What is the aim of the project?
Gerddi Bro Ddyfi is an organic wildlife community garden in the heart of Machynlleth. It is a people-led project, where the volunteers can choose their own activity. The aim is to create a nurturing, peaceful environment where everyone can feel supported and gain a sense of belonging. Our volunteer days are on Tuesdays and Thursdays between 10.30am - 4pm. We provide refreshments and have a volunteer shelter where people can take refuge in the rain. Throughout the year we also offer a range of one day activity workshops in scything, willow weaving, bird watching, and green woodworking for example.
Tell us more about your role at Gerddi Bro Ddyfi Gardens?
My role is mainly to facilitate a group of volunteers to enjoy and explore the garden. I work with a dedicated volunteer committee, and none of it would happen without their efforts.
My role is multi-faceted, and I go from gardening with the volunteers to liaising with Community Psychiatric Nurses to sitting in fundraising meetings.
I also work with the community nursery group doing wild play and environmental education with Early Years, and I’ve worked with youth clubs, doing outdoor work and graffiti projects with young people. The youth club was instrumental in the design aspect of the garden in the early days.
How long have you worked there and what drew you to the role?
I’ve worked at the gardens since 2008. Myself and a colleague, Leigh Munton, had both previously worked in therapeutic gardening roles and saw a need for this in Machynlleth. We ran short horticultural courses in the community and realised that when people had finished these one-off courses there was no way for people to carry on gardening in a social way.
Having worked at the Martineau Gardens in Birmingham previously I’d seen the value of a permanent therapeutic garden and how much this can provide a community. I’d experienced the incredible power gardening has on our wellbeing.
They’re fantastic! The garden wouldn’t be what it is without our volunteers, both on the ground and on the committee. We have a dedicated core group, who are all ages and from a variety of backgrounds, who turn up whatever the weather and maintain the garden for the community. Some of them have been coming for years.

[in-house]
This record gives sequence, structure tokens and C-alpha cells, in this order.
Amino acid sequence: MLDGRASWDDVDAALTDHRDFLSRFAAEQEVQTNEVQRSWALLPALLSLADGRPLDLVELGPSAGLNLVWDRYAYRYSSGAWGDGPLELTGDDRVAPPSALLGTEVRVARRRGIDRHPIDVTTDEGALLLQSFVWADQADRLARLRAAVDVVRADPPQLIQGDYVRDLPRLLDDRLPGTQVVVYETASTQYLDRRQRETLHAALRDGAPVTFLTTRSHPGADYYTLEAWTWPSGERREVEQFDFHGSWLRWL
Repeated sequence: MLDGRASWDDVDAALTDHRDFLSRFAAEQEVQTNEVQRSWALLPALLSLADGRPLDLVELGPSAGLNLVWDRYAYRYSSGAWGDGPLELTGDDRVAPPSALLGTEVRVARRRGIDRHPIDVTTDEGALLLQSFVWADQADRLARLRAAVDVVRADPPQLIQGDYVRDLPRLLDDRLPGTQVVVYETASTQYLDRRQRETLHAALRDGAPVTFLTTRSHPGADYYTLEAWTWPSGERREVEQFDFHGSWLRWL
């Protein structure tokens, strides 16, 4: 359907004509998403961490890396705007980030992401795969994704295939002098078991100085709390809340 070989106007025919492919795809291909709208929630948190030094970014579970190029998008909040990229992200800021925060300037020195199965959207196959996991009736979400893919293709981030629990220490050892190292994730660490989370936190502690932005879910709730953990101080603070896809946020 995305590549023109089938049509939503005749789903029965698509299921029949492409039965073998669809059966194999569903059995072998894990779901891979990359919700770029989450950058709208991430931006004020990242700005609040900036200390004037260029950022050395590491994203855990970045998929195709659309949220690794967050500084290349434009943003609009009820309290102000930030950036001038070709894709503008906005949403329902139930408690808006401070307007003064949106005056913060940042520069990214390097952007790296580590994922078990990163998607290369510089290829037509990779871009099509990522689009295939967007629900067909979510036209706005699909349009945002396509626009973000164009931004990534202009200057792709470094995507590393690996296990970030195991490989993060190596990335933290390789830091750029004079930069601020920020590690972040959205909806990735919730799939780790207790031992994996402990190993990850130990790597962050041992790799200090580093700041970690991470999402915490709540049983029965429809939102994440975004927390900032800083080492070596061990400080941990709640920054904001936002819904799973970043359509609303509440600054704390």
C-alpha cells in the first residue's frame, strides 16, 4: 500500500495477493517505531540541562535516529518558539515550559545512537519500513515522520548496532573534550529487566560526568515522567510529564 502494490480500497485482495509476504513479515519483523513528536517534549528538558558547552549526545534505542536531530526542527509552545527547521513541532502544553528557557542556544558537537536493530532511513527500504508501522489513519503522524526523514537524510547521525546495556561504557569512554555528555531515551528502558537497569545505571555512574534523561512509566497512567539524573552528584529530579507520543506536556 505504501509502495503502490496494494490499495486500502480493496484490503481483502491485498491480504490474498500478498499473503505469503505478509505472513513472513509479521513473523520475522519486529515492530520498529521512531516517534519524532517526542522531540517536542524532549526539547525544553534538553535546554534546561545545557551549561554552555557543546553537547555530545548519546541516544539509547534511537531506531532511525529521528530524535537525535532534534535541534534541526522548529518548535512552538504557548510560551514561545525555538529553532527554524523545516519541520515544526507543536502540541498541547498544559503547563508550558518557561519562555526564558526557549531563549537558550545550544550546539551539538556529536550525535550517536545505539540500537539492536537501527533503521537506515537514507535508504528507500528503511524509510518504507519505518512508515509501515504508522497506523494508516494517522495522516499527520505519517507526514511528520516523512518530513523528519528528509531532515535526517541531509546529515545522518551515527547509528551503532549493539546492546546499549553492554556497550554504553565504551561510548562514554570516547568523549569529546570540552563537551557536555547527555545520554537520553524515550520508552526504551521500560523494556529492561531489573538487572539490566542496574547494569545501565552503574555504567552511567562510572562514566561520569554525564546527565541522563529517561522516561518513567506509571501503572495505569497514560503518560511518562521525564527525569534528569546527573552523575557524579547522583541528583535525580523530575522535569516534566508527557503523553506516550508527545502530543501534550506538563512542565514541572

What kind of work do they get involved with?
We do a range of activities, from weeding to woodwork, to planting flowers to attract wildlife to maintaining the vegetable beds.
How does a typical day pan out?
The day always starts with a cup of tea and a catch-up, and often some cake too! There’s usually a list of things that need doing, and this depends very much on the season, but people lead their own activities, and they can do as little or as much as they want. You can work alone or in a team – people have their own preferences.
Things always get exciting when we’re preparing for an event. It’s good to have something to work towards.
Who can volunteer to join the project?
Gerddi Bro Ddyfi is open to anyone from the community. We have good wheelchair access and hope to be as inclusive as possible. We’re particularly open to people who may feel excluded or who are having challenging life experiences.
What kind of support do you offer to the volunteers?
I see myself as a facilitator to help people come together in a beautiful space to socialise and connect with one another, and with nature. I aim to always provide a listening ear too. In some cases I signpost people to receive further support.
Research shows that the act of looking after plants, as well as being active outdoors, is beneficial for a person’s mental health.
Horticulture as a therapy differs from other therapies in that it works with living entities which have their own needs and requirements. Through nurturing these entities, people become involved in something outside of themselves and this process can help them feel less isolated and more connected with the social and natural world, as well as developing a sense of pride and accomplishment.
Volunteers also interact with visitors from the community and this is clearly beneficial for their confidence, especially if they feel stigmatised.
Tell us how your work fits in with other voluntary sector groups
We work closely with the volunteer bureau, Community Action Machynlleth & District (CAMAD), also based in Machynlleth, which often sends volunteers our way. We’ve recently been building bridges with Ponthafren Association in Newtown, and we’ve done joint events with Edible Mach, Bro Ddyfi Advice Centre, and Mid Wales Housing, under the banner Bwyd Dyfi Partnership.
What are the main challenges of your role?
Fundraising, without a doubt, is the biggest challenge. It’s very difficult to raise funds alongside the work I do on the ground, and obviously with austerity policies things are getting harder. Working with volunteers is extremely rewarding, although sometimes it’s challenging, and I’m learning all the time.
Tell us about some of the most rewarding work you have done at the Gardens
I’ve found it very rewarding to be involved in providing access for people with physical disabilities, enabling them to garden and to take pleasure from outdoor work. The greatest reward is to see the volunteers connecting and growing to support one another, so that my role becomes marginal. Some of them become very close friends. Also it makes me happy to see volunteers go on to find jobs afterwards, with greater confidence, having used the gardens as a stepping stone. Having been a volunteer myself in Birmingham during a difficult time in my life, it gives me pleasure to be able to give something back.